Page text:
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Why Don’t Female Whiptail Lizards Need Males to Reproduce?

Being a whiptail lizard might sound like a hard life, what with the harsh desert climate and the lack of anything to do except find food and avoid being eaten by predators. But these female lizards have one big advantage: they don't need males in order to procreate. Through a process known as parthenogenesis, certain species of whiptail lizards -- such as the New Mexico whiptail -- are able to reproduce without the need for male fertilization. And, remarkably, before the lizards reproduce, they double the number of chromosomes in their reproductives cells, allowing the females to produce genetically diverse offspring on their own, rather than simply cloning themselves. While researchers are still trying to understand how whiptail lizards achieve this chromosomal doubling, they know that there are clear advantages, such as being able to populate an isolated area with only one member of a species.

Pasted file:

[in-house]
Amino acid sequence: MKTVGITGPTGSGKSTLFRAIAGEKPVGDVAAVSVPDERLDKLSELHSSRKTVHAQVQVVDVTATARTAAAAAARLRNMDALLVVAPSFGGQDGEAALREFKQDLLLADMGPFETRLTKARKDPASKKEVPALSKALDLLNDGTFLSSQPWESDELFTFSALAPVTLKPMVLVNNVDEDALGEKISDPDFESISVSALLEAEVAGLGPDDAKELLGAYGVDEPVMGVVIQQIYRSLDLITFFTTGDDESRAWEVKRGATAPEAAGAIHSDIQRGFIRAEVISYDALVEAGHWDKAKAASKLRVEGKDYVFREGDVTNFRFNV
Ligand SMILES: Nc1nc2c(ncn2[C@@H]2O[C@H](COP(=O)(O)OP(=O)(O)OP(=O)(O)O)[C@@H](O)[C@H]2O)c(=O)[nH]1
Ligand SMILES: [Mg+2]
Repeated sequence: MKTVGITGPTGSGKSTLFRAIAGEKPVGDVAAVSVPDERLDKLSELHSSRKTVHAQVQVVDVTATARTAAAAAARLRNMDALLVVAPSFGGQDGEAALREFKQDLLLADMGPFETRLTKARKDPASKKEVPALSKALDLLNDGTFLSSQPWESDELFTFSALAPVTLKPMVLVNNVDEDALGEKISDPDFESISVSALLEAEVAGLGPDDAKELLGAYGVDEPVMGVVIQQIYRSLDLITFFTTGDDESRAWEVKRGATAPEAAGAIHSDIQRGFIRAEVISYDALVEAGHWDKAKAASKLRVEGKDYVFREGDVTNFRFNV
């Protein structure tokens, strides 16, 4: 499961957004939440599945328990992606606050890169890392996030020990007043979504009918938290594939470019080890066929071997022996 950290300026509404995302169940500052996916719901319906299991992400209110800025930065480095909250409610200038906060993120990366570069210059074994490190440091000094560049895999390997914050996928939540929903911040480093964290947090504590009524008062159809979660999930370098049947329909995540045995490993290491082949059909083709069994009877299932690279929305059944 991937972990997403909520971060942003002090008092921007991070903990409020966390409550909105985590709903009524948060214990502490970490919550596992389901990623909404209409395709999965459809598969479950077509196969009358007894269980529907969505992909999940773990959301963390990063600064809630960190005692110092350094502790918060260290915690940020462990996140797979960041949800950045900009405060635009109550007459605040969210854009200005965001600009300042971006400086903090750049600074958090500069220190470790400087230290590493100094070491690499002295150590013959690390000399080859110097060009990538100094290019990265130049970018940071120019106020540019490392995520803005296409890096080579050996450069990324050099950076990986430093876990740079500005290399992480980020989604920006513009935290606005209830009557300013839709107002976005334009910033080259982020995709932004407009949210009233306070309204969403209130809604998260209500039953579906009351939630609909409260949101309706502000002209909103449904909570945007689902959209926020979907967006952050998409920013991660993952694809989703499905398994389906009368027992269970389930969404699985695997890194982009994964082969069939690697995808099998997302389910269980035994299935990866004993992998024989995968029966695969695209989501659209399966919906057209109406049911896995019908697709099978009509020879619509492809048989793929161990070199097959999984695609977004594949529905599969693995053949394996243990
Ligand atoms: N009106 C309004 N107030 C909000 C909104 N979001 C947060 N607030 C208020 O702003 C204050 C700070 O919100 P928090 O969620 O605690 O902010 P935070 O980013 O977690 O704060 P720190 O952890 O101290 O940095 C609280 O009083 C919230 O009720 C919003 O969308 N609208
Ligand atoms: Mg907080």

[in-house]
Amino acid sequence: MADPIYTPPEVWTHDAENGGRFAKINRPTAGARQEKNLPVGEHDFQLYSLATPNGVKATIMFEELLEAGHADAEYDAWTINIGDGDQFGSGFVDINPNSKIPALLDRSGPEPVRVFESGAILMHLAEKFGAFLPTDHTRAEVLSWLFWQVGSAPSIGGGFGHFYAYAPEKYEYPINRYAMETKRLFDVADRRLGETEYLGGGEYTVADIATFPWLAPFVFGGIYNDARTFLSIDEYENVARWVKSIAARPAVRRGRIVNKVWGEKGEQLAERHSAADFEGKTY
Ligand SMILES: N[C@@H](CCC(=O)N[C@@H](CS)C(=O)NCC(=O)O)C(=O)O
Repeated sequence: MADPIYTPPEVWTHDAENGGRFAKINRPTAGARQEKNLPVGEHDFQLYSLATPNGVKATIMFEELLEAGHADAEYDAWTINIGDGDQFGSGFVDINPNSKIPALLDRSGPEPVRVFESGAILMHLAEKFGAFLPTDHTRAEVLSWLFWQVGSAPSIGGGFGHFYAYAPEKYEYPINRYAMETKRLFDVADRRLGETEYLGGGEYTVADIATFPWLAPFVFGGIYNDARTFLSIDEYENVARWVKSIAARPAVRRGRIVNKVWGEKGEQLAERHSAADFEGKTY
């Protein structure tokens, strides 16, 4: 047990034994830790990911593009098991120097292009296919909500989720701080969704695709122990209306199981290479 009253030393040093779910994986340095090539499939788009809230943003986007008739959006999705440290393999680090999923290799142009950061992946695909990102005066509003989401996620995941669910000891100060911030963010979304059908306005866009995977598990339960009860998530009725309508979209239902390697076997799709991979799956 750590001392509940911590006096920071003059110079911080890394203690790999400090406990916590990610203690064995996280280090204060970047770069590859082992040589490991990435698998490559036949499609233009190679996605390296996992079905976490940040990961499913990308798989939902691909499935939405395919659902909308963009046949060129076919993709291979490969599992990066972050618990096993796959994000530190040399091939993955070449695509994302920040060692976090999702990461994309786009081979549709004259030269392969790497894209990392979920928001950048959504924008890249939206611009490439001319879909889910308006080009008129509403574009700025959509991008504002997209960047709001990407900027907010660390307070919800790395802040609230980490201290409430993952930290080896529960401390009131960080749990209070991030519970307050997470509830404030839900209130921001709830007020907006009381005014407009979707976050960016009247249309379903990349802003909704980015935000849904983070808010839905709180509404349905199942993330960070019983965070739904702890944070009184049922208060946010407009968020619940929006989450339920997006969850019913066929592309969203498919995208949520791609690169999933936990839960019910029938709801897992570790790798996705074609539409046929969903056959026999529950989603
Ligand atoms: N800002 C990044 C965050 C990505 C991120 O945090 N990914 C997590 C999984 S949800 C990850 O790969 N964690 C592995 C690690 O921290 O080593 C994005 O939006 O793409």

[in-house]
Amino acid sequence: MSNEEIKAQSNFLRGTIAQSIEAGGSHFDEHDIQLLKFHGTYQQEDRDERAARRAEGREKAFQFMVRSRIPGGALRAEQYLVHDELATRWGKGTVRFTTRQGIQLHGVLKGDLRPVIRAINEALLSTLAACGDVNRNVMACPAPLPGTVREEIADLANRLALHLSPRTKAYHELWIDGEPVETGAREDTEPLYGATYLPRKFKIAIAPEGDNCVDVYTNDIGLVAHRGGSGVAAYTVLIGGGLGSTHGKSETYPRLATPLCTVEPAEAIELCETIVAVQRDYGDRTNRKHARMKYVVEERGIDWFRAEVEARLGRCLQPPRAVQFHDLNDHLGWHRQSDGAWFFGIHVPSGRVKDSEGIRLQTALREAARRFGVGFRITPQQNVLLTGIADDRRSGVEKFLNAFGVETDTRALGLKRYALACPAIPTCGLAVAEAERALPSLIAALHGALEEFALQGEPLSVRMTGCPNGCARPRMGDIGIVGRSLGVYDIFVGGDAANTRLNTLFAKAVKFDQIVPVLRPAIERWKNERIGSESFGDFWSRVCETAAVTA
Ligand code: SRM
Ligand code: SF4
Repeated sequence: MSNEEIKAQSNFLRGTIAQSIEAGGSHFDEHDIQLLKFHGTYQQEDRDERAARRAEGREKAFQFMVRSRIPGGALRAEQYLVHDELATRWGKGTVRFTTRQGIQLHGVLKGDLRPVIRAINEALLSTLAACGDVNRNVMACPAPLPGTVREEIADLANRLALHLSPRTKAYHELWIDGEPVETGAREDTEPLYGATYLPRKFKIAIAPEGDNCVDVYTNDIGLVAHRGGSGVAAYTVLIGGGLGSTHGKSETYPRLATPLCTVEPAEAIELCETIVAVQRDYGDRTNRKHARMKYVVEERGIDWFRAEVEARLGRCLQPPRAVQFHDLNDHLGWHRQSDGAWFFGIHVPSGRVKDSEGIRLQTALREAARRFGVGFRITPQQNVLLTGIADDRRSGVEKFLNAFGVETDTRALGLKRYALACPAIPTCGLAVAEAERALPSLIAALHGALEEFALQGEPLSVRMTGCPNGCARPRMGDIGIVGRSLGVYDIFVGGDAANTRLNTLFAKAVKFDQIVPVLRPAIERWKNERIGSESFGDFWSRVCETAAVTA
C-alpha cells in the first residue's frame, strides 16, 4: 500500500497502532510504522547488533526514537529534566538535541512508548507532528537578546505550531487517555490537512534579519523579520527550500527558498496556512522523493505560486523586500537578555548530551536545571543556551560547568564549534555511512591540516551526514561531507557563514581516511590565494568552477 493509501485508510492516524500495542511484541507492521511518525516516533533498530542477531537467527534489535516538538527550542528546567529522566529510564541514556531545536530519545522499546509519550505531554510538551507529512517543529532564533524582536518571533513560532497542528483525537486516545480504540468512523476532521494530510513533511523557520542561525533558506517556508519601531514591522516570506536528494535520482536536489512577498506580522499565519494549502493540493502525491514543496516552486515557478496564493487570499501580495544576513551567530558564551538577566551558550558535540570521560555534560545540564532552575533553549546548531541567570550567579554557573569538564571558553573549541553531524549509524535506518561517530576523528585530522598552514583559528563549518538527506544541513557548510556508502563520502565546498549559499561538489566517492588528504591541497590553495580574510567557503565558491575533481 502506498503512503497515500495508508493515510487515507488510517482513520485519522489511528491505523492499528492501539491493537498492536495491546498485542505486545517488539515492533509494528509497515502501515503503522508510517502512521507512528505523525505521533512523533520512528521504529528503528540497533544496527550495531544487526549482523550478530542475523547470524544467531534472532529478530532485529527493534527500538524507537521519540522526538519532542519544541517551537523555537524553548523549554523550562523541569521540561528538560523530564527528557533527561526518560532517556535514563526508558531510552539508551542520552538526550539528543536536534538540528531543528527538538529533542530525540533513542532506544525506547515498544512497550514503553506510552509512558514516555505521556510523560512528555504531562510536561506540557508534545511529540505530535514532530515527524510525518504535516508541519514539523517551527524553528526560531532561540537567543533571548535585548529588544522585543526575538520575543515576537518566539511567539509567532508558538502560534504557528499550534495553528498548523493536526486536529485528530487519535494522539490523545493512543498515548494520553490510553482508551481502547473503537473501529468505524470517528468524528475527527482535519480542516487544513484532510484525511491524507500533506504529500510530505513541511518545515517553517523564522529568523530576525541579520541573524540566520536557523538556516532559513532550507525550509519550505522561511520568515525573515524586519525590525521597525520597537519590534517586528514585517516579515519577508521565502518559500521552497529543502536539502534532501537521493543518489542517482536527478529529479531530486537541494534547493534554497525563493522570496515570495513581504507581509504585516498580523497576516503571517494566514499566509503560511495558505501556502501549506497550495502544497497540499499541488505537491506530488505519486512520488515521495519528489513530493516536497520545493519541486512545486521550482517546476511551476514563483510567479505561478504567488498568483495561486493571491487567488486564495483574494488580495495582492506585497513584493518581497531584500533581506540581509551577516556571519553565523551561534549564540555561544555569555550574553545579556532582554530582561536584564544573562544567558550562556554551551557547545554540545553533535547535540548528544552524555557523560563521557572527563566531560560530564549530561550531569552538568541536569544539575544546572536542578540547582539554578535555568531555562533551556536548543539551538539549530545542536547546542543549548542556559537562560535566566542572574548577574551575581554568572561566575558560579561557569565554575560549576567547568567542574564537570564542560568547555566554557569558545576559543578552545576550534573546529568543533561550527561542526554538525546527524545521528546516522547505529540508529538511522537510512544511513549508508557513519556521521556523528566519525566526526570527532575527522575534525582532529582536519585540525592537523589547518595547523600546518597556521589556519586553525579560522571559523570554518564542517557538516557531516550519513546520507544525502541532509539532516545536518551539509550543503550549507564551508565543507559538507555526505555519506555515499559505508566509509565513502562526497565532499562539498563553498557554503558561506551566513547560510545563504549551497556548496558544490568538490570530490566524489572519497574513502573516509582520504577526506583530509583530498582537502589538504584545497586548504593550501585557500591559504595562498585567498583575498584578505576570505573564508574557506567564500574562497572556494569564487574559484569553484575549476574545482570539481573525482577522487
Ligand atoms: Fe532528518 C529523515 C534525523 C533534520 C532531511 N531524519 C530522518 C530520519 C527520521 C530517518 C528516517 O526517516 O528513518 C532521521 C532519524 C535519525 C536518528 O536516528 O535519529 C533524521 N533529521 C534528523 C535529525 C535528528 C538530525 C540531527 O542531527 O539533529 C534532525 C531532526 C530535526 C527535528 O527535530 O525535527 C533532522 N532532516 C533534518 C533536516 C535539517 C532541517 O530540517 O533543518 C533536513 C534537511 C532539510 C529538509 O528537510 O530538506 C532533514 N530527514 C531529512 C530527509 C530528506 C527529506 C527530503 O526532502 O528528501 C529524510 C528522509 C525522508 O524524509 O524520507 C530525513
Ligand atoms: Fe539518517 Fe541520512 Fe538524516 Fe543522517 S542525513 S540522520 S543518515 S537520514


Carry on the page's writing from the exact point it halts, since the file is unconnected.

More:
A closer look at lizards:

  • Lizards are often seen with their tongues going in and out; that's because they smell with their tongues.
  • The largest lizard is the Komodo dragon; the biggest on record weighed 366 pounds (166 kg) and reached 10.3 feet (3.13 m) in length.
  • There are more than 5,000 species of lizards on Earth, but only the Gila monster (Heloderma suspectum) and the beaded lizard (Heloderma horridum) are considered venomous.
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